Dr Liz Yardley

Dr Liz Yardley

Dr Liz Yardley, Director of the Centre for Applied Criminology

Last night saw the second in the new Channel 5 series ‘Autopsy’, in which an established pathologist reviews the autopsy report of a high-profile celebrity and tries to build a picture of their life and death. As a criminologist I was particularly interested to see how this series would pan out. There seems to be an insatiable appetite for television programmes about death, and that interest is multiplied considerably when it is the death of a celebrity. However, would this series push the boundaries too far? What could we possibly gain by looking at autopsy reports and graphic images of dead bodies?

The circus surrounding the death of a celebrity makes it difficult to separate fact from fiction. The runaway horses of rumour and gossip are increasingly more difficult to rein in with the exponential growth of social media and other communication technologies. We all engage, as observers or participants, in a modern day version of Chinese Whispers as fans attempt to salvage the respect and dignity of their idols whilst others relish in the prospect of more scandal – real or imagined.

So what is the point of a series like Autopsy? What new things can it tell us? What can we gain or lose as a result of tuning in? The central tenet of the series is that bodies tell stories – they are the vessels which carry us through our lives and they are inevitably marked by events within those lives. The body is a diary whose pages provide some insights into how we lived as well as how we died.

When we’re tuning into a series like autopsy, we may come across disturbing statements and chilling images of our idols laid out on gurneys or hospital beds. However, the strength of this series is that it paints the bigger picture, not just the grisly bits of it – we take in the graphic descriptions of addiction, illness, injury and disease but with an appreciation of how these phenomena might have had an impact upon the individual. Images of dead bodies are sadly too easy to come by and seen in isolation, they are unsavoury and distasteful – adding very little to our understanding and carrying the risk of further desensitising us to depictions of trauma and violence. However, when discussed in the context of science, by an established professional, as is the case in the Autopsy series, the experience moves away from being a gratuitous gore-fest into one which sheds new light on death and reintroduces a scientific, evidence-based perspective upon a topic that for too long has been characterised by a lack of evidence.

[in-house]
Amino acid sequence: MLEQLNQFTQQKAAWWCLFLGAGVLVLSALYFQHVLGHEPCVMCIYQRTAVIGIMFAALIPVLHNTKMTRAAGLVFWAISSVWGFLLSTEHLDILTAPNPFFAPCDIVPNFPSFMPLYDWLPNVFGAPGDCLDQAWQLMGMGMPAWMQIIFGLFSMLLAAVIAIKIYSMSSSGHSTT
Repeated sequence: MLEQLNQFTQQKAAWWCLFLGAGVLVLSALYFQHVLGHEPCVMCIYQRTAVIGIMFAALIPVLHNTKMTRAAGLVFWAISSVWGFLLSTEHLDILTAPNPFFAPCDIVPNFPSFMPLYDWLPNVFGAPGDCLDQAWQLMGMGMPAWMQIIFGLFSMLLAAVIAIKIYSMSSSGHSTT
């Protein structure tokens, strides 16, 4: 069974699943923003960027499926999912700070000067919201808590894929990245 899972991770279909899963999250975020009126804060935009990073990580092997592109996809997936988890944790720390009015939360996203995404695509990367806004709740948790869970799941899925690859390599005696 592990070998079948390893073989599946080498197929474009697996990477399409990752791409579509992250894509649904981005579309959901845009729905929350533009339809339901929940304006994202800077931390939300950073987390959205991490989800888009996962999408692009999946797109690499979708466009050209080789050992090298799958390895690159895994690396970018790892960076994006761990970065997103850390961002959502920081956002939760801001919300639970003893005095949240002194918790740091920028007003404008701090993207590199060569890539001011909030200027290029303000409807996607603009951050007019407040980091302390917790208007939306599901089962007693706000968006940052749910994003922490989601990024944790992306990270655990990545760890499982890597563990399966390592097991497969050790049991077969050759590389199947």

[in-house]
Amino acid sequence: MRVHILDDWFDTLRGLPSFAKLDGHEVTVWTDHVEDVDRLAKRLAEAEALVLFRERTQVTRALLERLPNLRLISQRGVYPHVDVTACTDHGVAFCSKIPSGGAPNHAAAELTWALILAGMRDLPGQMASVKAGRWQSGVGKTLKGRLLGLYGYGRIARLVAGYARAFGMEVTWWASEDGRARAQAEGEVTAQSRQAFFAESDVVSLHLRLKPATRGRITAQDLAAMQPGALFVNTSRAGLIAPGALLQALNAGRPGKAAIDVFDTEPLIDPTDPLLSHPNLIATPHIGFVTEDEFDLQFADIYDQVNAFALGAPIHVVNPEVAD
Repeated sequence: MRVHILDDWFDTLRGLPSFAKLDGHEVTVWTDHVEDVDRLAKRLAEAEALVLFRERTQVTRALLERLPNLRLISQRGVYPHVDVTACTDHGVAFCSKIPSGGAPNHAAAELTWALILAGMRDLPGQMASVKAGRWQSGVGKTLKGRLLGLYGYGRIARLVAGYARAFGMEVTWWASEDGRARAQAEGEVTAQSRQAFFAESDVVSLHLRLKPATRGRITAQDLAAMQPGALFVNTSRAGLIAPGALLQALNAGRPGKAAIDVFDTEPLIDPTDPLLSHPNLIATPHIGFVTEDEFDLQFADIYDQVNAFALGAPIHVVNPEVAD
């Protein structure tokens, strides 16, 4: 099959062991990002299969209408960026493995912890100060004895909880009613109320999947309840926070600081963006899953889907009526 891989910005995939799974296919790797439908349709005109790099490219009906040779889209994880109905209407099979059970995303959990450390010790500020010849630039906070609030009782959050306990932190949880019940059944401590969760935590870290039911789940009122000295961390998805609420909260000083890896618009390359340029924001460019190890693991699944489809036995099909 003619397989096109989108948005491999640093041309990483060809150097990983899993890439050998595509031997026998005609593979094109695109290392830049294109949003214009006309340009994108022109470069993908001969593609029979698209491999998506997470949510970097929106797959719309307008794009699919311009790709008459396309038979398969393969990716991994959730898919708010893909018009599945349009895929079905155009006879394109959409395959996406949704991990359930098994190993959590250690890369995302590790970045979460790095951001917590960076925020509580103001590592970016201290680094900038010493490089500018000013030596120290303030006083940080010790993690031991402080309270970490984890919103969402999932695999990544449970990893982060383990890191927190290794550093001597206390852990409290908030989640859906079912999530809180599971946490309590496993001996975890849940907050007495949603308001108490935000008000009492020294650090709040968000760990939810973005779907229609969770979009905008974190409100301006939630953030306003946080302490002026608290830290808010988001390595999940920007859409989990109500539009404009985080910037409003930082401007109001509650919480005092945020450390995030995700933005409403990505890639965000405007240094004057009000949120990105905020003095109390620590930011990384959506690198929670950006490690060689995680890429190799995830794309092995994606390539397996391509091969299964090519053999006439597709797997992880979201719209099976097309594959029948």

Autopsy is a step forward in encouraging a more critical approach to media and popular interpretations of celebrity lives and deaths. The very nature of celebrity is such that these  people are out of our reach – on the whole, we can’t converse with them, ask them questions or even take much from heavily edited stories sold to us as being ‘in their own words’.  We are all too willing to accept titbits of gossip without questioning the evidence base of these rumours and allegations. When presented with the opportunity to watch a scientifically-informed documentary such as Autopsy, we should expect something more – and that is what Autopsy delivers. However, we must also remember that the programme is an INTERPRETATION of evidence, as is an autopsy itself – informed and influenced by the experience and skill of the person overseeing it. Evidence is always filtered before it reaches us – we just need to develop a better awareness of the interests and agenda of the people doing the filtering. I would trust the judgement of an esteemed forensic pathologist like Professor Richard Shepherd over a tabloid journalist any day – but would continue to be critically aware of the editing that his contribution may have been subject to.

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Dr Elizabeth Yardley

Dr Elizabeth Yardley

Reader in Criminology and Director of the Centre for Applied Criminology at Birmingham City University.